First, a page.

Leaked training documents obtained by Motherboard show that Facebook doesn’t outright ban images of Pepe the Frog, the meme that has become an anti-Semitic hate symbol as determined by the Anti-Defamation League, but only deletes them if shown “in the context of hate, endorsed by hate groups to convey hateful messages.”

This decision is notable because it marks a change from the company’s typical policy. According to the documents, fictional characters or settings portrayed in the context of hate are meant to be strictly left alone.

Apple will start reporting government requests to remove apps from App Store


Apple’s latest bi-annual transparency report revealed that the company will soon start reporting government requests to take down App Store apps. According to Apple, the requests will relate to alleged legal and/or policy provision violations.

The numbers will reveal how often governments try to block access to certain apps, and how often those orders are obeyed.

Over the last year, governments around the world sent request for information on 29,718 devices with data provided in 79 percent of cases. Information was also requested on 3,358 Apple accounts, with data provided in 82 percent of cases.

Facebook chief AI scientist LeCun: Company is designing energy-efficient chips to help with analyzing, filtering live video content

Facebook chief AI scientist Yann LeCun revealed that the company is working on designing chips that are more energy-efficient at analyzing and filtering live video content.

Using systems based on conventional computers to monitor every video posted to the platform, live and recorded, would require a “huge amount” of compute power, according to LeCun, and cost a lot in energy consumed.

“There’s a huge drive to design chips that are more energy-efficient for that. A large number of companies are working on this, including Facebook. You’ve seen that trend from hardware companies like Intel, Samsung, Nvidia. But now you start seeing people lower in the pipeline of usage having their own needs and working on their own hardware.

“Facebook has worked on hardware before: It makes its own server design, motherboards, its own communications chips for data centers. So this is not completely new for Facebook.”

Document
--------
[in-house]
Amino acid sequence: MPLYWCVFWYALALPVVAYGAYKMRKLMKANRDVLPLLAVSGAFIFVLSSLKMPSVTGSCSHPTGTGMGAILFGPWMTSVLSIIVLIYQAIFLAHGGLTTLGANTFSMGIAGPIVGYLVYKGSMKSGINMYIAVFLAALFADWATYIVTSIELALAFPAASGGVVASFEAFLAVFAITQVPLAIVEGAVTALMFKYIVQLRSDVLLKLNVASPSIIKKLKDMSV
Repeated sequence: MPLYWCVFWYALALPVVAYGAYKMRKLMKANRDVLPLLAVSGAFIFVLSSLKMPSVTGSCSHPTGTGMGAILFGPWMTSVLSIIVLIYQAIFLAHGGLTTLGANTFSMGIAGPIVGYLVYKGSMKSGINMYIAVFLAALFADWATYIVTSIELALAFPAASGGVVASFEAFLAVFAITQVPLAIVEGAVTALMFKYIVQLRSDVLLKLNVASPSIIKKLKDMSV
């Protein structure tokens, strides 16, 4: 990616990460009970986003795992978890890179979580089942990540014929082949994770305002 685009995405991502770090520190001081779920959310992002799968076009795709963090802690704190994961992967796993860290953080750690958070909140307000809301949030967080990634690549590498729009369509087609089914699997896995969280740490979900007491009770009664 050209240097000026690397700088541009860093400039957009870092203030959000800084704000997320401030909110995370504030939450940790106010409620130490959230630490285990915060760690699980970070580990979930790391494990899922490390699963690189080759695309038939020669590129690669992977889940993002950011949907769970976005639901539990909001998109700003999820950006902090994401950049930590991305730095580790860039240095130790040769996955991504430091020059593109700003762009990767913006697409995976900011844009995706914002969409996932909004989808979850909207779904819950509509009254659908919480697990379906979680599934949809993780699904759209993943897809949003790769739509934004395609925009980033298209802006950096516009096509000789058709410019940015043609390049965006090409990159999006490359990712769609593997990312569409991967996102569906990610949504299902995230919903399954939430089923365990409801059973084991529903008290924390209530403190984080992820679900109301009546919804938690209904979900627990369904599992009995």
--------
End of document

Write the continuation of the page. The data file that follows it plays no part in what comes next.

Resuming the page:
Yann LeCun; Facebook chief AI scientist, at the Viva Technology conference

Tesla agrees to settle Autopilot delay class action lawsuit

Tesla Model X

Tesla has reached a settlement with Steve Berman, the lawyer representing the plaintiffs in a class action lawsuit over delays in the carmarker rolling out its Autopilot driver-assist system.

The details aren’t yet public, and the settlement still requires the approval of a US district judge.

According to Tesla, the automaker will individually reimburse each plaintiff based on the time of purchase and delivery. The program will expand tis reimbursement to customers worldwide if the initial settlement gains court approval.

“As time passed since we first unveiled Hardware 2, it eventually became clear that it was taking us longer to roll out these features than we would have liked or initially expected. We want to do right by those customers, so as part of a proposed settlement agreement for a class action lawsuit filed last year, we’ve agreed to compensate customers who purchased Autopilot on Hardware 2 vehicles who had to wait longer than we expected for these features. If the settlement is approved by the court, customers will receive different amounts depending on when they purchased and took delivery of their cars. Although the settlement is specific to customers in the US, if it is approved by the court, we’ve decided to compensate all customers globally in the same way. There’s no legal obligation to do so, but it’s the right thing to do.”

Tesla, in a statement

In other news…